|HUD No. 14-141
November 12, 2014
HUD AND SALVATION ARMY SETTLE PREGNANCY DISCRIMINATION CLAIMS
Settlement follows eviction of four pregnant women from D.C. homeless housing program
WASHINGTON, DC - The U.S. Department of Housing and Urban Development (HUD) announced today that the Salvation Army will pay $48,000 to four women as part of a Conciliation Agreement resolving allegations that the international charitable organization wrongfully evicted them from its Turning Point transitional housing center in Washington, DC, because they became pregnant. Salvation Army also agreed to set aside $24,000 for a housing case manager.
The Fair Housing Act makes it unlawful to discriminate in housing based on a person's race, color, national origin, religion, sex, disability, and familial status. This includes discriminating against families with children under 18 years old, women who are pregnant, and persons who are attempting to secure legal custody of a child under 18.
"Transitional housing centers are essential to helping individuals move from homelessness into stable housing situations," said Gustavo Velasquez, HUD Assistant Secretary for Fair Housing and Equal Opportunity, "but it is both wrong and illegal to evict women because they become pregnant."
The Conciliation Agreement is the result of a Secretary-initiated complaint that HUD filed against the Salvation Army after an investigation determined that the Turning Point Center's residency rules unlawfully discriminated against residents on the basis of sex and familial status. The center accepted pregnant women and women with children, but evicted women who became pregnant during the term of their residency. The Salvation Army's Turning Point Center maintained a policy that said "there are to be no additions to a resident's family while she is enrolled in the Turning Point Program. Pregnancy, regardless of outcome, will be grounds for dismissal from the program."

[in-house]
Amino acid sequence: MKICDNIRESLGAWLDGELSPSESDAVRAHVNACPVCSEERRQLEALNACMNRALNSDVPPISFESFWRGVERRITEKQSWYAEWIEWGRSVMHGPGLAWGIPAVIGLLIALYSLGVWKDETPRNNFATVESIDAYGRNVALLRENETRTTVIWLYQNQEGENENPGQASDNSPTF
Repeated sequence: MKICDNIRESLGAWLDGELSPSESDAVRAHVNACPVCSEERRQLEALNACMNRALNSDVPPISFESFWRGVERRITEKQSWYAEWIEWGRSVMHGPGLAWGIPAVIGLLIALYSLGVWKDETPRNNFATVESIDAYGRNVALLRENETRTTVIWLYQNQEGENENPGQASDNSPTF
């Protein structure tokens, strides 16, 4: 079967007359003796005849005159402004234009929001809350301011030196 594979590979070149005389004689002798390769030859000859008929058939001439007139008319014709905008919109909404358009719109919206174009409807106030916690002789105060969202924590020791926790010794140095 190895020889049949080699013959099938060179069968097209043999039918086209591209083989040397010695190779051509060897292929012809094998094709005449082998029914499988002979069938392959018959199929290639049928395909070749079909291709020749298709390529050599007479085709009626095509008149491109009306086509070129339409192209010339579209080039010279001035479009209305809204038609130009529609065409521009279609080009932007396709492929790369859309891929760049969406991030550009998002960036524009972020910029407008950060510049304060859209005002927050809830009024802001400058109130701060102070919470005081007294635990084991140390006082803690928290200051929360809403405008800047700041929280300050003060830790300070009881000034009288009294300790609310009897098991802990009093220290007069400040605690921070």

Under the terms of the Conciliation Agreement,the Turning Point Center will revise its residency policies to allow women who become pregnant after entering the program to complete their stay. The Salvation Army will also pay $12,000 to each of four women who were pregnant at the time they were evicted from the Turning Point Center. In addition, the Salvation Army will allocate $24,000 to the operating budget of the Turning Point Center to hire a part-time case manager to assist women with moving to housing after completing the center's two-year program.
Persons who believe they have experienced discrimination under the Fair Housing Act may contact HUD's Office of Fair Housing and Equal Opportunity at (800) 669-9777 (voice) or (800) 927-9275 (TTY). Housing discrimination complaints may also be filed at www.hud.gov/fairhousing or by downloading HUD's free housing discrimination mobile application, which can be accessed through Apple devices, such as the iPhone, iPad, and iPod Touch.
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